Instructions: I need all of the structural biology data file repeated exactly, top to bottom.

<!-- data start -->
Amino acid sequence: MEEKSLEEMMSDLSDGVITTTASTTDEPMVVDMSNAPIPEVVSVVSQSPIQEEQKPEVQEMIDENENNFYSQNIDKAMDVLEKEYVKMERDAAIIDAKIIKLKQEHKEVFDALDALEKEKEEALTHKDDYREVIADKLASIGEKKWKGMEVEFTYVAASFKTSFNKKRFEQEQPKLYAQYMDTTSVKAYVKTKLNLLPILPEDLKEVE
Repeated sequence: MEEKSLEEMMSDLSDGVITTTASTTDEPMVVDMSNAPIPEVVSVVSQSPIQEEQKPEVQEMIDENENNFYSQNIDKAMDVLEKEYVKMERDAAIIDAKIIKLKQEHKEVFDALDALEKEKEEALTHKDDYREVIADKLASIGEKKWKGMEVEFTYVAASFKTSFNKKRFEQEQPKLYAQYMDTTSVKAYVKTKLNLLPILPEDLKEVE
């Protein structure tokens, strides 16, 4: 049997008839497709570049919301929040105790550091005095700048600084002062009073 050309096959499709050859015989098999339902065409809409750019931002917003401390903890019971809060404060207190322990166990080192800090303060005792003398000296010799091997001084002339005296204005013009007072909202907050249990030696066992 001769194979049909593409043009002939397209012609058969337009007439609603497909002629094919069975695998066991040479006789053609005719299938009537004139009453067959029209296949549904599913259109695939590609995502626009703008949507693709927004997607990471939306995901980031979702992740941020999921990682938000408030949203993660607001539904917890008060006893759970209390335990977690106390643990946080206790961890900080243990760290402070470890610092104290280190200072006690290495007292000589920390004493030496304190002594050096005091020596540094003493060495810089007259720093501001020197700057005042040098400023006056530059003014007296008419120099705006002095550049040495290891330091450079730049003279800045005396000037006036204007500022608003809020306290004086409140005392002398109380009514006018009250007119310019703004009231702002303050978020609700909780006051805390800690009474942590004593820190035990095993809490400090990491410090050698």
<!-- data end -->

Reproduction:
Amino acid sequence: MEEKSLEEMMSDLSDGVITTTASTTDEPMVVDMSNAPIPEVVSVVSQSPIQEEQKPEVQEMIDENENNFYSQNIDKAMDVLEKEYVKMERDAAIIDAKIIKLKQEHKEVFDALDALEKEKEEALTHKDDYREVIADKLASIGEKKWKGMEVEFTYVAASFKTSFNKKRFEQEQPKLYAQYMDTTSVKAYVKTKLNLLPILPEDLKEVE
Repeated sequence: MEEKSLEEMMSDLSDGVITTTASTTDEPMVVDMSNAPIPEVVSVVSQSPIQEEQKPEVQEMIDENENNFYSQNIDKAMDVLEKEYVKMERDAAIIDAKIIKLKQEHKEVFDALDALEKEKEEALTHKDDYREVIADKLASIGEKKWKGMEVEFTYVAASFKTSFNKKRFEQEQPKLYAQYMDTTSVKAYVKTKLNLLPILPEDLKEVE
């Protein structure tokens, strides 16, 4: 049997008839497709570049919301929040105790550091005095700048600084002062009073 050309096959499709050859015989098999339902065409809409750019931002917003401390903890019971809060404060207190322990166990080192800090303060005792003398000296010799091997001084002339005296204005013009007072909202907050249990030696066992 001769194979049909593409043009002939397209012609058969337009007439609603497909002629094919069975695998066991040479006789053609005719299938009537004139009453067959029209296949549904599913259109695939590609995502626009703008949507693709927004997607990471939306995901980031979702992740941020999921990682938000408030949203993660607001539904917890008060006893759970209390335990977690106390643990946080206790961890900080243990760290402070470890610092104290280190200072006690290495007292000589920390004493030496304190002594050096005091020596540094003493060495810089007259720093501001020197700057005042040098400023006056530059003014007296008419120099705006002095550049040495290891330091450079730049003279800045005396000037006036204007500022608003809020306290004086409140005392002398109380009514006018009250007119310019703004009231702002303050978020609700909780006051805390800690009474942590004593820190035990095993809490400090990491410090050698």